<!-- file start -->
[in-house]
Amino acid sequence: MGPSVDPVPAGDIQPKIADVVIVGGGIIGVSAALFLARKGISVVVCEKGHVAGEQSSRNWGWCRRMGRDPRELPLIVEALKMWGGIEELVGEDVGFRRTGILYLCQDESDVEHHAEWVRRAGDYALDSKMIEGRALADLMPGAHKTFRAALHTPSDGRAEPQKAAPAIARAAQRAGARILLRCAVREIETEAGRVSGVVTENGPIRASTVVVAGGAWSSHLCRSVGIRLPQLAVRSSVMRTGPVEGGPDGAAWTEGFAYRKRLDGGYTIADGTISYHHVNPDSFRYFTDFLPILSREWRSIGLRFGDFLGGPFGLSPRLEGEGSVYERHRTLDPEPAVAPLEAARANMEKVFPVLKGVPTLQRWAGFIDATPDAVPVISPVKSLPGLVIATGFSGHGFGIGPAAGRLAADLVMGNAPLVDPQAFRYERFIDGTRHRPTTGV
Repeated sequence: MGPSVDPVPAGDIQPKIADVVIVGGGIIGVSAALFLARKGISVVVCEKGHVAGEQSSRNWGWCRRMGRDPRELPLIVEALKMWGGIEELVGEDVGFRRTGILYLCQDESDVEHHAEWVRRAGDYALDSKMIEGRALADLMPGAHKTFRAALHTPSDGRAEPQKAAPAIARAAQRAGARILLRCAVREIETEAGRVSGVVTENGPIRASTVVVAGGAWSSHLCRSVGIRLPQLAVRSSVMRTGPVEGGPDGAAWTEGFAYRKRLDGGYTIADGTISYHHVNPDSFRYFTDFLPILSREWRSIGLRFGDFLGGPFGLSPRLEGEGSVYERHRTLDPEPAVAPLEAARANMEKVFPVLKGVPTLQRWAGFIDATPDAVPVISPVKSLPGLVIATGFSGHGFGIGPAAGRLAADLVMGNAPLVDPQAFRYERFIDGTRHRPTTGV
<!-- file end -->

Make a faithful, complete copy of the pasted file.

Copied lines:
[in-house]
Amino acid sequence: MGPSVDPVPAGDIQPKIADVVIVGGGIIGVSAALFLARKGISVVVCEKGHVAGEQSSRNWGWCRRMGRDPRELPLIVEALKMWGGIEELVGEDVGFRRTGILYLCQDESDVEHHAEWVRRAGDYALDSKMIEGRALADLMPGAHKTFRAALHTPSDGRAEPQKAAPAIARAAQRAGARILLRCAVREIETEAGRVSGVVTENGPIRASTVVVAGGAWSSHLCRSVGIRLPQLAVRSSVMRTGPVEGGPDGAAWTEGFAYRKRLDGGYTIADGTISYHHVNPDSFRYFTDFLPILSREWRSIGLRFGDFLGGPFGLSPRLEGEGSVYERHRTLDPEPAVAPLEAARANMEKVFPVLKGVPTLQRWAGFIDATPDAVPVISPVKSLPGLVIATGFSGHGFGIGPAAGRLAADLVMGNAPLVDPQAFRYERFIDGTRHRPTTGV
Repeated sequence: MGPSVDPVPAGDIQPKIADVVIVGGGIIGVSAALFLARKGISVVVCEKGHVAGEQSSRNWGWCRRMGRDPRELPLIVEALKMWGGIEELVGEDVGFRRTGILYLCQDESDVEHHAEWVRRAGDYALDSKMIEGRALADLMPGAHKTFRAALHTPSDGRAEPQKAAPAIARAAQRAGARILLRCAVREIETEAGRVSGVVTENGPIRASTVVVAGGAWSSHLCRSVGIRLPQLAVRSSVMRTGPVEGGPDGAAWTEGFAYRKRLDGGYTIADGTISYHHVNPDSFRYFTDFLPILSREWRSIGLRFGDFLGGPFGLSPRLEGEGSVYERHRTLDPEPAVAPLEAARANMEKVFPVLKGVPTLQRWAGFIDATPDAVPVISPVKSLPGLVIATGFSGHGFGIGPAAGRLAADLVMGNAPLVDPQAFRYERFIDGTRHRPTTGV